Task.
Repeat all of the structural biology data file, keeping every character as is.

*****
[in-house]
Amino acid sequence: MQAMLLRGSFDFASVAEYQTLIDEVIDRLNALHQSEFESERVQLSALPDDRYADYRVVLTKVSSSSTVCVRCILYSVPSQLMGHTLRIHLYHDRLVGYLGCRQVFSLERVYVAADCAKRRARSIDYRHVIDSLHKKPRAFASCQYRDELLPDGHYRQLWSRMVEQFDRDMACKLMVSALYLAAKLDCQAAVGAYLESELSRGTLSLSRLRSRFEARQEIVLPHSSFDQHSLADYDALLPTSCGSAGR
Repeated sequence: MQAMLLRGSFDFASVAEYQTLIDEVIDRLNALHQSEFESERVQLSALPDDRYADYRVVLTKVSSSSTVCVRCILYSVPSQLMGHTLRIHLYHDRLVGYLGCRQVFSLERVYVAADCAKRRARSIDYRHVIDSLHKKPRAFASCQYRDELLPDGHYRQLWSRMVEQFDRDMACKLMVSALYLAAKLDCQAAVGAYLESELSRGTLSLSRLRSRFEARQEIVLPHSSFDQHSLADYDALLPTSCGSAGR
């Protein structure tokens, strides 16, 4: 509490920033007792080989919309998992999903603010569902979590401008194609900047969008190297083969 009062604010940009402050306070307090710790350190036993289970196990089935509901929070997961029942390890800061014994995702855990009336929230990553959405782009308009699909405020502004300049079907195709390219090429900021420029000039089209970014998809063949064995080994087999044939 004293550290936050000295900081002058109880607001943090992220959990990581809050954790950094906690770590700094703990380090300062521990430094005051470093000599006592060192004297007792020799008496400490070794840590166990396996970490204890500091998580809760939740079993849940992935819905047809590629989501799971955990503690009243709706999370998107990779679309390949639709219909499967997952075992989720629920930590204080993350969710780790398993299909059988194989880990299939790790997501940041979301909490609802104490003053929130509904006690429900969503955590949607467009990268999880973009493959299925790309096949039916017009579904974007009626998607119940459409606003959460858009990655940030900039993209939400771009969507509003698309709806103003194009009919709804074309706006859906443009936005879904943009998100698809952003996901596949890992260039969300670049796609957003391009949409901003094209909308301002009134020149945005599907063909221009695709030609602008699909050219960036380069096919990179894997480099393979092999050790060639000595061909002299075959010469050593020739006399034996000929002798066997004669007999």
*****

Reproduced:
[in-house]
Amino acid sequence: MQAMLLRGSFDFASVAEYQTLIDEVIDRLNALHQSEFESERVQLSALPDDRYADYRVVLTKVSSSSTVCVRCILYSVPSQLMGHTLRIHLYHDRLVGYLGCRQVFSLERVYVAADCAKRRARSIDYRHVIDSLHKKPRAFASCQYRDELLPDGHYRQLWSRMVEQFDRDMACKLMVSALYLAAKLDCQAAVGAYLESELSRGTLSLSRLRSRFEARQEIVLPHSSFDQHSLADYDALLPTSCGSAGR
Repeated sequence: MQAMLLRGSFDFASVAEYQTLIDEVIDRLNALHQSEFESERVQLSALPDDRYADYRVVLTKVSSSSTVCVRCILYSVPSQLMGHTLRIHLYHDRLVGYLGCRQVFSLERVYVAADCAKRRARSIDYRHVIDSLHKKPRAFASCQYRDELLPDGHYRQLWSRMVEQFDRDMACKLMVSALYLAAKLDCQAAVGAYLESELSRGTLSLSRLRSRFEARQEIVLPHSSFDQHSLADYDALLPTSCGSAGR
């Protein structure tokens, strides 16, 4: 509490920033007792080989919309998992999903603010569902979590401008194609900047969008190297083969 009062604010940009402050306070307090710790350190036993289970196990089935509901929070997961029942390890800061014994995702855990009336929230990553959405782009308009699909405020502004300049079907195709390219090429900021420029000039089209970014998809063949064995080994087999044939 004293550290936050000295900081002058109880607001943090992220959990990581809050954790950094906690770590700094703990380090300062521990430094005051470093000599006592060192004297007792020799008496400490070794840590166990396996970490204890500091998580809760939740079993849940992935819905047809590629989501799971955990503690009243709706999370998107990779679309390949639709219909499967997952075992989720629920930590204080993350969710780790398993299909059988194989880990299939790790997501940041979301909490609802104490003053929130509904006690429900969503955590949607467009990268999880973009493959299925790309096949039916017009579904974007009626998607119940459409606003959460858009990655940030900039993209939400771009969507509003698309709806103003194009009919709804074309706006859906443009936005879904943009998100698809952003996901596949890992260039969300670049796609957003391009949409901003094209909308301002009134020149945005599907063909221009695709030609602008699909050219960036380069096919990179894997480099393979092999050790060639000595061909002299075959010469050593020739006399034996000929002798066997004669007999």